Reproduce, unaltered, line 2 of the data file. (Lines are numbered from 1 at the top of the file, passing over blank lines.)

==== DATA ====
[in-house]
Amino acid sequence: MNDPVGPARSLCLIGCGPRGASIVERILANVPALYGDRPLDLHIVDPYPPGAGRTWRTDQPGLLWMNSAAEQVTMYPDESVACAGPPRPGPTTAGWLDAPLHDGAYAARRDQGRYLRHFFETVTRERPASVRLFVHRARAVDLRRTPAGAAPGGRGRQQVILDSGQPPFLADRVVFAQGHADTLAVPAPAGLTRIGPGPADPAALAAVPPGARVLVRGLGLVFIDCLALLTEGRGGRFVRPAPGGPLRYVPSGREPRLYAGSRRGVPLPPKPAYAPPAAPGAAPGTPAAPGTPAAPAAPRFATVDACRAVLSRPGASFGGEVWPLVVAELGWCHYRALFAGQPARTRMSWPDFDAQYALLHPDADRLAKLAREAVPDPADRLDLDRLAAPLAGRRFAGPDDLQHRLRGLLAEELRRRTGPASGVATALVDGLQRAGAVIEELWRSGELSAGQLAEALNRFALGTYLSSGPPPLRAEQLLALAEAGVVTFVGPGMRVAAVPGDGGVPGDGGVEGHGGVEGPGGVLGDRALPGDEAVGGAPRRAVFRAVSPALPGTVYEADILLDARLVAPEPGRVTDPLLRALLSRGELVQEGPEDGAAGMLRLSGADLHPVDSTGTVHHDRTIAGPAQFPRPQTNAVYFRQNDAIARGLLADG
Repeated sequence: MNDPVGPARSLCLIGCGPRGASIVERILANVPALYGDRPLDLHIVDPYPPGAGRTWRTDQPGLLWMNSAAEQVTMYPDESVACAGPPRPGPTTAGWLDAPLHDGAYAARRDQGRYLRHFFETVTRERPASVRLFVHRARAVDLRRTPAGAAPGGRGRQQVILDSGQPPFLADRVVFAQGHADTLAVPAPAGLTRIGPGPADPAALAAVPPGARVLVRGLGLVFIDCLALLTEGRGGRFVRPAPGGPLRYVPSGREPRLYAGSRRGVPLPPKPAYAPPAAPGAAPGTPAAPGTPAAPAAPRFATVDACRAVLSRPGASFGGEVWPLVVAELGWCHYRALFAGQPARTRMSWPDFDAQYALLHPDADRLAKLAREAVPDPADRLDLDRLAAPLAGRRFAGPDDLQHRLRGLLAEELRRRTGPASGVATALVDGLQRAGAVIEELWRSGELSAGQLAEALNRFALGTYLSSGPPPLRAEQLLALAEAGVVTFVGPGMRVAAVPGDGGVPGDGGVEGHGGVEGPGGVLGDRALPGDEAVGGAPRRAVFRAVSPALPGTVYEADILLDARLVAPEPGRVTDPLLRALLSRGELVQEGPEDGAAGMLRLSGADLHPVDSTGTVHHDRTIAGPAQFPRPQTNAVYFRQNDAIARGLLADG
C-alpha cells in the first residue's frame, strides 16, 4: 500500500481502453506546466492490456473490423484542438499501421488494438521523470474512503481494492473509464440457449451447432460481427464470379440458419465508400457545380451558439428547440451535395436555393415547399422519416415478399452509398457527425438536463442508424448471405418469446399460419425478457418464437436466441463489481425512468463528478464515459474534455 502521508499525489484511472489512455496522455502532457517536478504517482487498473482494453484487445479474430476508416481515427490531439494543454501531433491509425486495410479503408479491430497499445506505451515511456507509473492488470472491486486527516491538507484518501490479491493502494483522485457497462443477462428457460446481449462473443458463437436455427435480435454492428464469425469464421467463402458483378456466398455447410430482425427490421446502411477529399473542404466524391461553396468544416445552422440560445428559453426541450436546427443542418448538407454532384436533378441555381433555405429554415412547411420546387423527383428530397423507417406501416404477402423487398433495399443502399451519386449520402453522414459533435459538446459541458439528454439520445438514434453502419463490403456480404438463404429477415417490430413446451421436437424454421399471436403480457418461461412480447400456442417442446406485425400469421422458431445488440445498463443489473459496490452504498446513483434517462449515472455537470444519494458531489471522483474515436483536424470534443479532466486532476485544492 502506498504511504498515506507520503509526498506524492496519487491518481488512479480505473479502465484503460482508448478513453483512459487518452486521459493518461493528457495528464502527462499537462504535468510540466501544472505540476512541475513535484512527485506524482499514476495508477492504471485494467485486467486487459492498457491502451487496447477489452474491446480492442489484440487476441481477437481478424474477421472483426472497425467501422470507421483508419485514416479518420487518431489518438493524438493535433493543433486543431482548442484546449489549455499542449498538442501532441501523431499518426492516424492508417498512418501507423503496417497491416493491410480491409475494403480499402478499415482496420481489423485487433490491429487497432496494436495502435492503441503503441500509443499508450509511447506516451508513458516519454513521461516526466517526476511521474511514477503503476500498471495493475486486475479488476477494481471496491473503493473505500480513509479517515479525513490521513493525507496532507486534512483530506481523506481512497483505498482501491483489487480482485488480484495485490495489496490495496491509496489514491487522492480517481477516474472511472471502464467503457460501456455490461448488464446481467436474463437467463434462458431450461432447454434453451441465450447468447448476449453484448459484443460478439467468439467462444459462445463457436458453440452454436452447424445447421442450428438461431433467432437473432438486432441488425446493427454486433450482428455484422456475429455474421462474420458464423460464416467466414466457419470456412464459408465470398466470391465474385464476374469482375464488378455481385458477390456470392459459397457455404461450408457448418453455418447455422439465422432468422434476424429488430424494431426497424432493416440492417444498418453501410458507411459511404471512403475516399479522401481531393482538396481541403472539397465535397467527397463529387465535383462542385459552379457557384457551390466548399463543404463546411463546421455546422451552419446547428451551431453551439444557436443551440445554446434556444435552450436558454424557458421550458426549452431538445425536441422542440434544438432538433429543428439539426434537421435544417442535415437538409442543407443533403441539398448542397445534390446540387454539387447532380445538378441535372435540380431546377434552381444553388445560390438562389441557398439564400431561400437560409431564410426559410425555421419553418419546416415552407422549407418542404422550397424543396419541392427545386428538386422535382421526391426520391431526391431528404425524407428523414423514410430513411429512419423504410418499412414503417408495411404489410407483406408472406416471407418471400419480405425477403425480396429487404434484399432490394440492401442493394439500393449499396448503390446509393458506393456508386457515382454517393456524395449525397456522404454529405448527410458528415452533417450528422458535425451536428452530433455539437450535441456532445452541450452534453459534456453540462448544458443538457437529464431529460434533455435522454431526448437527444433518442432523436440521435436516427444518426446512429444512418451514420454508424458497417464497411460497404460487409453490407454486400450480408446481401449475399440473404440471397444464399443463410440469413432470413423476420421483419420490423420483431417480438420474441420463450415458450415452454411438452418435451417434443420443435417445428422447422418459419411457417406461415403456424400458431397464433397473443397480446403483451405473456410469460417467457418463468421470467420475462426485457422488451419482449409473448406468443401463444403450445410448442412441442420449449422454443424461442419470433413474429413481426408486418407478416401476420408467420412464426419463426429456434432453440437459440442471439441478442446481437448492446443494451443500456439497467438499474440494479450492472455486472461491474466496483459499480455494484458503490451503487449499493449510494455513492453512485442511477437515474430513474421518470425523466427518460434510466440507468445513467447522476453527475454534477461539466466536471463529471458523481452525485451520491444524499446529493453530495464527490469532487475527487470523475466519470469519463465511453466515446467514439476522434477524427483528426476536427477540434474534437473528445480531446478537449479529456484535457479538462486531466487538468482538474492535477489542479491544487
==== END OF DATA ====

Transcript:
Amino acid sequence: MNDPVGPARSLCLIGCGPRGASIVERILANVPALYGDRPLDLHIVDPYPPGAGRTWRTDQPGLLWMNSAAEQVTMYPDESVACAGPPRPGPTTAGWLDAPLHDGAYAARRDQGRYLRHFFETVTRERPASVRLFVHRARAVDLRRTPAGAAPGGRGRQQVILDSGQPPFLADRVVFAQGHADTLAVPAPAGLTRIGPGPADPAALAAVPPGARVLVRGLGLVFIDCLALLTEGRGGRFVRPAPGGPLRYVPSGREPRLYAGSRRGVPLPPKPAYAPPAAPGAAPGTPAAPGTPAAPAAPRFATVDACRAVLSRPGASFGGEVWPLVVAELGWCHYRALFAGQPARTRMSWPDFDAQYALLHPDADRLAKLAREAVPDPADRLDLDRLAAPLAGRRFAGPDDLQHRLRGLLAEELRRRTGPASGVATALVDGLQRAGAVIEELWRSGELSAGQLAEALNRFALGTYLSSGPPPLRAEQLLALAEAGVVTFVGPGMRVAAVPGDGGVPGDGGVEGHGGVEGPGGVLGDRALPGDEAVGGAPRRAVFRAVSPALPGTVYEADILLDARLVAPEPGRVTDPLLRALLSRGELVQEGPEDGAAGMLRLSGADLHPVDSTGTVHHDRTIAGPAQFPRPQTNAVYFRQNDAIARGLLADG